What investor strike? Equity crowdfunding enjoys strong start to 2016 despite controversial reforms

Australian investors are continuing to fund deserving local startups despite increasing concerns about a so-called “investor strike”, VentureCrowd general manager Luke Fay says.

Both the federal opposition and several members of the startup community have voiced concerns about investors closing their wallets until the startup tax incentives included in the innovation statement come into effect in July.

But in the meantime equity crowdfunding is booming.

VentureCrowd, Australia’s first equity crowdfunding platform, has successfully closed a campaign worth more than $600,000 for education tech startup Zookal and has just launched another for e-sports social network GAMURS.

The oversubscribed Zookal funding round marked the 14th deal completed through VentureCrowd since 2014 and Fay says concerns about the innovation statement changes haven’t deterred investors on the platform.

“Our view is that good startups get funded, whether or not you get a tax break for doing it,” Fay tells StartupSmart.

“Investors that we’re seeing at the moment will continue to invest in quality startups.

“We’ll potentially grow that pool of investors by providing tax incentives but that’s not stopping good companies getting funding.”

Sydney-based startup GAMURS has already raised $300,000 from new and existing investors and is aiming to raise a further $100,000 through the VentureCrowd platform.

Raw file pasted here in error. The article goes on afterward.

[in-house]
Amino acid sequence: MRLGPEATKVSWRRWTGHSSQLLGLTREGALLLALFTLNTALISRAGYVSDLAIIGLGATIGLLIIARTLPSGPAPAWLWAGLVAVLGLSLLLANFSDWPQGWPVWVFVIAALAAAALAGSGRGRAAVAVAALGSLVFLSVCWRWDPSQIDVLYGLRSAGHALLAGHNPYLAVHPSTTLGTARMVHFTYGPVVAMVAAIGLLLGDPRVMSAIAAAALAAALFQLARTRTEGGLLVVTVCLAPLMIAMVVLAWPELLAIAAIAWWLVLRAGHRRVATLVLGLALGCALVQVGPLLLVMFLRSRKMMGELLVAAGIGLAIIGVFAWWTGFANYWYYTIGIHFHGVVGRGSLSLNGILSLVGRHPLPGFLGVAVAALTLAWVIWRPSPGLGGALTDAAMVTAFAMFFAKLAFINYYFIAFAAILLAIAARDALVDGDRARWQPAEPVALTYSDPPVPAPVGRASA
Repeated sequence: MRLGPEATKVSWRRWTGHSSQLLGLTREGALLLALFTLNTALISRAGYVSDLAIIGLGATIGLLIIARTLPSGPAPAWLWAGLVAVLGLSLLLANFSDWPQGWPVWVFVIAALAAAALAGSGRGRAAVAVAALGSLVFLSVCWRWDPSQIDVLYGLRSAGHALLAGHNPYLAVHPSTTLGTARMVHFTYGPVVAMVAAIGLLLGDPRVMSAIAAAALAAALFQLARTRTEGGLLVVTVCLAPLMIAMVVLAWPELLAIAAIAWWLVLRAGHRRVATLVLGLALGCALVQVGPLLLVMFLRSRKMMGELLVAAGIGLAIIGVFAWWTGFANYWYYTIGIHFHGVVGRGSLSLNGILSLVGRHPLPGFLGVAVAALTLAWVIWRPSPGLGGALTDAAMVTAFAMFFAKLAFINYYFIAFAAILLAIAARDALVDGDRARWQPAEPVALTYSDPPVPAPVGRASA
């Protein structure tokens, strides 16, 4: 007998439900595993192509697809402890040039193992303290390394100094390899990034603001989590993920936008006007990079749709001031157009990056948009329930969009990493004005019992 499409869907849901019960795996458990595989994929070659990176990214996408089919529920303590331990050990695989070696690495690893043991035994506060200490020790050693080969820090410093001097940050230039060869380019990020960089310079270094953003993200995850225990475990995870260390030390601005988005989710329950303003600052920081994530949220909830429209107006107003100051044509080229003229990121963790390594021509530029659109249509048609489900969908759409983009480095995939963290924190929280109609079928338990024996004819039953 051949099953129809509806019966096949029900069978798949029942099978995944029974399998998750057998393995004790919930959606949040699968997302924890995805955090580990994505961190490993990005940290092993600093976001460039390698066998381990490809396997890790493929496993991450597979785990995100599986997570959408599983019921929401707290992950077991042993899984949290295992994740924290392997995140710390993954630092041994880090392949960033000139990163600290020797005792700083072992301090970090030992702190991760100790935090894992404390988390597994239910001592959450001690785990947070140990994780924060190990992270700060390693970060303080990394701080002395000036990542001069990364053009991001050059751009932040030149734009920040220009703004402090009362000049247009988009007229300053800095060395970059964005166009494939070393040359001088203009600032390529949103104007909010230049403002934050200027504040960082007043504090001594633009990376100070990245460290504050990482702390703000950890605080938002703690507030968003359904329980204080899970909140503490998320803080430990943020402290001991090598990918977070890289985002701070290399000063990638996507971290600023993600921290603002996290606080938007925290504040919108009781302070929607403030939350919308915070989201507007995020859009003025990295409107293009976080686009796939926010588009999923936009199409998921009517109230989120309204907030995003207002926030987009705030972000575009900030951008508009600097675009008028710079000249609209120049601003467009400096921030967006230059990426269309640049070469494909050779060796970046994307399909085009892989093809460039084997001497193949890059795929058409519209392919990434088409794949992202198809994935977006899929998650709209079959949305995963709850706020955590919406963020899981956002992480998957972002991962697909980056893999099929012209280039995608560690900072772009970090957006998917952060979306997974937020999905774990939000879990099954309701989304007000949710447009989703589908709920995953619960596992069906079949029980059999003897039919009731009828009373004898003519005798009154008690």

GAMURS founder Riad Chikhani says the equity crowdfunding avenue gives access to a diverse range of investors.

“VentureCrowd gives us access to a lot of high net worth individuals that will add value and expertise to our business outside of the e-sports industry,” Chikhani says.

The campaign is underway and the startup will soon be meeting with prospective investors.

“Investors can come in and listen to the story and meet the entrepreneurs,” Fay says.

“Then we’ll go from there – they’re taking investments already and there are around 20 days left in the campaign.”

Fay says the high amount of interest in equity crowdfunding in 2016 proves the viability of the funding route, despite the controversial legislation proposed by the government and currently before parliament.

The bill opens up equity crowdfunding to all types of investors, but startups will have to become unlisted public companies in order to complete the process.

Fays says the legislation is far from perfect.

“Obviously we think it’s a disadvantage for startups, having to run a big register of equity holders is somewhat problematic,” he says.

“There’s significant room for improvement.”

Whether Labor’s amendments to the reforms are passed or not, Fay says VentureCrowd has a very promising lineup of startups looking to list on the platform.

“We have a healthy pipeline building,” he says.

“Once the companies complete our process and the market timing is good we’ll release them.”

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